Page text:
From William Jarvis, 3 December 1805 (Abstract)
§ From William Jarvis. 3 December 1805, Lisbon. “The foregoing Mr Pinckney did me the favour to take charge of. He sailed the 19th.1 & left the inclosed letters addressed to you, to himself to your care & to his daughter⟨s⟩; to be forwarded.
“In my haste I omitted to inclose a Copy of my letter to Mr de Araujo of the 6th. Ulto. relative to the quarantine, I now send it with a Copy of his answer.2
“Two days after I waited on him & the Marquis Pombal, a Vessel from Alexandria was cleared. She had 30 days passage & only lay 8 days. One from Baltimore & one from Plymouth, which arrived two days after, being detained longer, I sent to learn of the Secy. of the Junta the cause; he returned for answer that advices had been given by the Portugee Ambassador at Madrid, that a Vessel which had arrived at St. Ander from Philada. had brought Accounts that the yellow fever was raging in that place & in New York with much violence & that the Spanish Government had given orders for a rigid quarantine from the U.S., and that he supposed the quarantine would be more strictly enforced here. I thereupon wrote the inclosed of the 28th. Ulto. to the Marquis Pombal,3 having two days before made a second Petition for them; petitions in these cases being customary they were released the 28th after laying 15 days, I rather believe before the letter was delivered. I have heard nothing farther about it but I am much inclined to believe that our Vessels will not lay longer than 5 to ten days with clear Bills of health.
“From the Army of Germany our advices are only to the 15th. Bulletin & the 4th. from Italy, which I presume you will have rec⟨ie⟩;ved before this reaches you.”
RC and enclosure (DNA: RG 59, CD, Lisbon, vol. 2). RC 3 pp.; written at the foot of the 18 Nov. 1805 duplicate of Jarvis to JM, 17 Nov. 1805. For surviving enclosure, see n. 3.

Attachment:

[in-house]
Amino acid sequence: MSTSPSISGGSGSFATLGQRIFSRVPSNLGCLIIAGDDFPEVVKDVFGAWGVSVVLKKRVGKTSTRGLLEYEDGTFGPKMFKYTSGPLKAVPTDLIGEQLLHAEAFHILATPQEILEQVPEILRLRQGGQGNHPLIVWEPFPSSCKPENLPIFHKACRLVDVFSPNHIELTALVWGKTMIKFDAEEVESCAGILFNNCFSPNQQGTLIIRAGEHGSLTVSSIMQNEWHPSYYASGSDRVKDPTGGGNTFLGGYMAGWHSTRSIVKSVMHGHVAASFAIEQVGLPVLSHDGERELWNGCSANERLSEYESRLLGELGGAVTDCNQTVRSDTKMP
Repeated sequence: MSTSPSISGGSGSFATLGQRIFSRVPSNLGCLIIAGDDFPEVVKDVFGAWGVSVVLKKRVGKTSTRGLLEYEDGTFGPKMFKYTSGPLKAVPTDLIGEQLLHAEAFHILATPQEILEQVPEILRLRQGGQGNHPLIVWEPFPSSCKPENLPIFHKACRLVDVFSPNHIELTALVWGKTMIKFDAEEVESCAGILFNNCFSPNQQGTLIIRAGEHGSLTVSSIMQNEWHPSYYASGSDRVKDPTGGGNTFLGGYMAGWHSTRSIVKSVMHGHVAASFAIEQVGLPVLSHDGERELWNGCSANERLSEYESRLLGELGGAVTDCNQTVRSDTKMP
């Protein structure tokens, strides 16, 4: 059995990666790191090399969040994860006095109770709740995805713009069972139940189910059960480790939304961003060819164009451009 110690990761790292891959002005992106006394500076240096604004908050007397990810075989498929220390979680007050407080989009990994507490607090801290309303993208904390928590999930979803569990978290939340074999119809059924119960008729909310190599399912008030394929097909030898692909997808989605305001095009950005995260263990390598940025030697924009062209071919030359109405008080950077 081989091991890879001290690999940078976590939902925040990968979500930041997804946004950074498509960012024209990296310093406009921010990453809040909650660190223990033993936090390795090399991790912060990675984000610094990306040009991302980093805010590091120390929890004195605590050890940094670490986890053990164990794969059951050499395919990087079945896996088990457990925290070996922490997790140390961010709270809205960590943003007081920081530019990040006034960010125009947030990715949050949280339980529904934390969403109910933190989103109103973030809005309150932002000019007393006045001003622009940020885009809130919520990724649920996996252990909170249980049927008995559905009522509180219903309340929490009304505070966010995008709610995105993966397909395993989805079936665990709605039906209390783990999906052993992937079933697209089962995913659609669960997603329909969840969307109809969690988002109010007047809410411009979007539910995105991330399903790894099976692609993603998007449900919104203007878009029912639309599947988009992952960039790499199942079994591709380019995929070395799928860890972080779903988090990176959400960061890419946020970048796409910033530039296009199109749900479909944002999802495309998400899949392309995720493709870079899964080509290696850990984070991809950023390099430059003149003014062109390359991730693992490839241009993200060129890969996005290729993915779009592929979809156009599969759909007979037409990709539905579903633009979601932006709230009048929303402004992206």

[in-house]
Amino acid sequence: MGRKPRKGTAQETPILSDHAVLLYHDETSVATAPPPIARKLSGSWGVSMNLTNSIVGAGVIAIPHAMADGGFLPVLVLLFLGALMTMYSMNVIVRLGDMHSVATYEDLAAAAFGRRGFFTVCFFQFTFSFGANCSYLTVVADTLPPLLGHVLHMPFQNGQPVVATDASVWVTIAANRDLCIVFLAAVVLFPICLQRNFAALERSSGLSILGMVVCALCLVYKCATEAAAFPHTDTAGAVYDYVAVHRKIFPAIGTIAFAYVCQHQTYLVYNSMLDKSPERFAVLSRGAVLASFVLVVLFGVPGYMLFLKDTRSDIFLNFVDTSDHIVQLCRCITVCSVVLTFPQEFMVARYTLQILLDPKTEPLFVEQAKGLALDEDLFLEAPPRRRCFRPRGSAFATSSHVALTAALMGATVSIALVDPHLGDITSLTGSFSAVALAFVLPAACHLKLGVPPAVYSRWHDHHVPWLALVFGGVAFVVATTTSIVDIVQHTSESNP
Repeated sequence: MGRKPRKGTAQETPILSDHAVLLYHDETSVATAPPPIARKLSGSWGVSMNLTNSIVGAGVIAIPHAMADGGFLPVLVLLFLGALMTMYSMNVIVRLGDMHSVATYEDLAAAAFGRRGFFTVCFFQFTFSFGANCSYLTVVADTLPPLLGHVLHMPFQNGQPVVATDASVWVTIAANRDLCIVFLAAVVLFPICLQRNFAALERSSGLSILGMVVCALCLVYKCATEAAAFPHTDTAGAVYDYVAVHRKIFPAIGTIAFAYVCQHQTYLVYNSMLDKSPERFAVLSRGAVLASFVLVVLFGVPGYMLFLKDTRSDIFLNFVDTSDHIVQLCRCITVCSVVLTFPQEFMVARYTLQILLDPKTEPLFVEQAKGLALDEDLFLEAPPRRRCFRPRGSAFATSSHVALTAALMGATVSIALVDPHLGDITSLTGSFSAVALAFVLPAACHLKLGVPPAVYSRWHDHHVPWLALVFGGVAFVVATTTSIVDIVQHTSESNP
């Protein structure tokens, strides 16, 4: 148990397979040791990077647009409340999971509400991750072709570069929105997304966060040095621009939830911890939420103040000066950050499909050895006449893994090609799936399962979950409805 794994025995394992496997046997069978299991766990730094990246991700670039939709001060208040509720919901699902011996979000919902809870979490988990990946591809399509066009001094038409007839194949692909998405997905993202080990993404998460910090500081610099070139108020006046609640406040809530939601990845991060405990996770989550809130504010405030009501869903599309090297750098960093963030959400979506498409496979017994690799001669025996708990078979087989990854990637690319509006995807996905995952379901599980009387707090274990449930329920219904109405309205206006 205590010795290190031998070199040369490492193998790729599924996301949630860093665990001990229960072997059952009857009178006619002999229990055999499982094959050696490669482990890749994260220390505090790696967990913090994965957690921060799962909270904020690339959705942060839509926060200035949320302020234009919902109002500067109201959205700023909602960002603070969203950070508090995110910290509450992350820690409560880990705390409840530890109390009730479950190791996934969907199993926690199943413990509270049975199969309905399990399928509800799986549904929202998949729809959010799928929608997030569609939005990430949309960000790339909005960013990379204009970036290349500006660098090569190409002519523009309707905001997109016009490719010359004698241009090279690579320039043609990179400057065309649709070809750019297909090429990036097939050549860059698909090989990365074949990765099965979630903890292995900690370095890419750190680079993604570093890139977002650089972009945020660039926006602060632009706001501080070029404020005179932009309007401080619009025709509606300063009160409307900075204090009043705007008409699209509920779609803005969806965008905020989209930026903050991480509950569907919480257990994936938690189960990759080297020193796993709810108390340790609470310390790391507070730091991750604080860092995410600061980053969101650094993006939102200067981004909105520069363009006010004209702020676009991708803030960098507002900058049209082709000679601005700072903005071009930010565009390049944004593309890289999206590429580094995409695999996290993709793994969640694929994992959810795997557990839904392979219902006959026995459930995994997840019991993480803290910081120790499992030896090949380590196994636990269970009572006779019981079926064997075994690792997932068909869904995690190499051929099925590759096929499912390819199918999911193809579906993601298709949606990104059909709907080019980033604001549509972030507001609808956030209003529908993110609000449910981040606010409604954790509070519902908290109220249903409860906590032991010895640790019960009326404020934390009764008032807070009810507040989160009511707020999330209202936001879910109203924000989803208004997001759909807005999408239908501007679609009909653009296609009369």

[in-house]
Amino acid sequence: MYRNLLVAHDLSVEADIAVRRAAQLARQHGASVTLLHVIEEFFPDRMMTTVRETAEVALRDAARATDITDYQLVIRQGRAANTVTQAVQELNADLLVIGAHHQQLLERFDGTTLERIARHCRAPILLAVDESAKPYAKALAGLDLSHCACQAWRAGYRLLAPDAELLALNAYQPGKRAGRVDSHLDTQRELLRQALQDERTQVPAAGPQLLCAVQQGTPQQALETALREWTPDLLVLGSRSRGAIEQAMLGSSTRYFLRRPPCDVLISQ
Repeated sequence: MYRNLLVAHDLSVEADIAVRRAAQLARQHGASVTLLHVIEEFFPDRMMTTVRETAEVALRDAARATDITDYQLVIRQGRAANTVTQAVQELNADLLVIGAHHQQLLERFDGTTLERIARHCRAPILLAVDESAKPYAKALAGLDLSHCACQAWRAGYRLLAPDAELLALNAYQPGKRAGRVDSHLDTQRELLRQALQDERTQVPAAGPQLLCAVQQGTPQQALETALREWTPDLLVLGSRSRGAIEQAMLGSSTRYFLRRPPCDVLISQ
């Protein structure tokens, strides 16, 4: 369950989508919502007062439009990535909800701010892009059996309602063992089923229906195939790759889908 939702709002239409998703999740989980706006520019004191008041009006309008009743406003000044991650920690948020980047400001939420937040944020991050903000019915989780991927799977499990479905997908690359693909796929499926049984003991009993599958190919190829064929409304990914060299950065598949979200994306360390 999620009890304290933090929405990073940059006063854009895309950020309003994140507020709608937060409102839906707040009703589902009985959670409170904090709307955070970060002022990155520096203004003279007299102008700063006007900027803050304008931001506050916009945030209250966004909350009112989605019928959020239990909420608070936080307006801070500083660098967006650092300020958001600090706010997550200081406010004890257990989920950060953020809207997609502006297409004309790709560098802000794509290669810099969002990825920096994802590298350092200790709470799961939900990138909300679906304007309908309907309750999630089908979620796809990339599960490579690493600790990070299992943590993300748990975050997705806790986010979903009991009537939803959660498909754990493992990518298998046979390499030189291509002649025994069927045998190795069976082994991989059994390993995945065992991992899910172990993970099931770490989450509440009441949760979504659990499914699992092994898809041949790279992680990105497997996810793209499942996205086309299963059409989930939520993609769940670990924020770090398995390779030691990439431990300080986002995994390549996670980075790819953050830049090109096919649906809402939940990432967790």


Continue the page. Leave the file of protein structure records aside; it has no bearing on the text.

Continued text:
3. The enclosure (8 pp.) is a copy of Jarvis to the marquis de Pombal, 28 Nov. 1805, flattering Pombal’s wisdom and knowledge, stating that the lengthy detention of the Governor Carver and Truxton, must have been owing to Jarvis’s poor French when he spoke personally to Pombal. He described yellow fever as a disease of hot climates and noted that it began to the north of the equator in August or September and sometimes continued into November when cool weather began but generally disappeared in the West Indies at the beginning of the heavy fall rains. He attributed the cause to “a foul, poisonous atmosphere” occasioned by the air emanating from putrid substances and from low situations where air did not circulate freely. He noted that in hot weather with prevailing southern winds, the miasma was most virulent, fading with clear weather, northerly winds, and frequent rainstorms. He added that in the past year the cold rainy summer in the United States and hot weather in Spain had accounted for the lack of yellow fever in the former and its prevalence in the latter country. Jarvis continued that “many of the ablest physicians” who had studied the disease had decided it was not contagious but was caused by “a miasma.” He argued that in a country like Portugal, blessed with pure air, excellent drinking water, and a diet composed chiefly of vegetables, it was impossible for the disease to be communicated without an extreme change in the weather. Jarvis added that his government would never hazard the health of other countries and had given orders in July 1801, that were strictly enforced, to collectors of customs. He extolled the virtues of the collectors, adding that their large salaries and the fear of being deposed from office, which was held at the will of the president, placed them above temptation. He stated that even beyond this, the immediate detection of any false news in the papers required everyone to adhere to the truth. Jarvis apologized for discussing a disease Pombal and Araújo knew better than himself but asked “whether Bills of Health granted under such circumstances ought not to have the utmost Credit given them”? He assumed Pombal would agree and asked that the prince regent give orders that ships from the United States with clean bills of health and healthy crews be admitted to pratique immediately or at least detained for no longer than five days, excepting always those vessels that had no, or limited, bills of health.